Indian automakers resume efforts to delay tightening of fuel efficiency standards

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The country’s automakers are stepping up efforts to delay more stringent fuel efficiency standards, asking for more time to meet the target of reducing carbon emissions, Reuters sources quoted. The surge comes as companies continue to overcome the financial impact caused by the coronavirus pandemic.

The Company of Indian Automobile Manufacturers (SIAM), which is leading the campaign, is expected to meet with Transport Minister Nitin Gadkari on Tuesday to request a one-year delay to comply with the rules which are due to go into effect from April of. next year, Reuters reported.

At the meeting, the two sides are expected to discuss how the auto industry plans to adopt clean technology in the future, as well as the demand for delay in meeting strict fuel standards.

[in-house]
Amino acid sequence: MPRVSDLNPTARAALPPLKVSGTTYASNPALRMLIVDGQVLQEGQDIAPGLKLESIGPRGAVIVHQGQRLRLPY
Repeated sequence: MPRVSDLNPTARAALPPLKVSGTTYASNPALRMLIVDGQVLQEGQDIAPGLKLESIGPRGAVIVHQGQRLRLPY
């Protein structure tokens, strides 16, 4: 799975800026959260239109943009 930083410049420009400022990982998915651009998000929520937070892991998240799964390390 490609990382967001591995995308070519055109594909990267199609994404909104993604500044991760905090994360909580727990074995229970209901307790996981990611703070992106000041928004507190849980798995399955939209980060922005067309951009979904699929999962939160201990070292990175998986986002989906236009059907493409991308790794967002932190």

(Also read | Analysis: When are electric vehicles getting cleaner than gasoline-powered cars?)

Under the first phase of the Business Average Energy Efficiency (CAFE) Rules introduced by India in 2017, automakers are required to reduce the average carbon emissions of new cars to 130 grams per km, up to the end of March next year. They should do this using solutions such as the launch of electric vehicles and the use of alternative automotive fuels like ethanol. However, due to the financial impact of the pandemic, automakers say it would be difficult for them to make new investments to comply with the stricter rules.

(Read also | The European Union is preparing to end the era of combustion engines within two decades)

Earlier in March, SIAM called for a two-year deadline to meet the targets, but a senior government official said that while an extension was unlikely, concessions could be granted if manufacturers showed serious intent to invest in clean technologies.

The second phase of CAFE rules is expected to start from April 1, 2022, when automakers will need to further reduce carbon emissions to 113 grams per km. The even stricter rules aim to bring India’s fuel regulations in line with global standards such as that in Europe.

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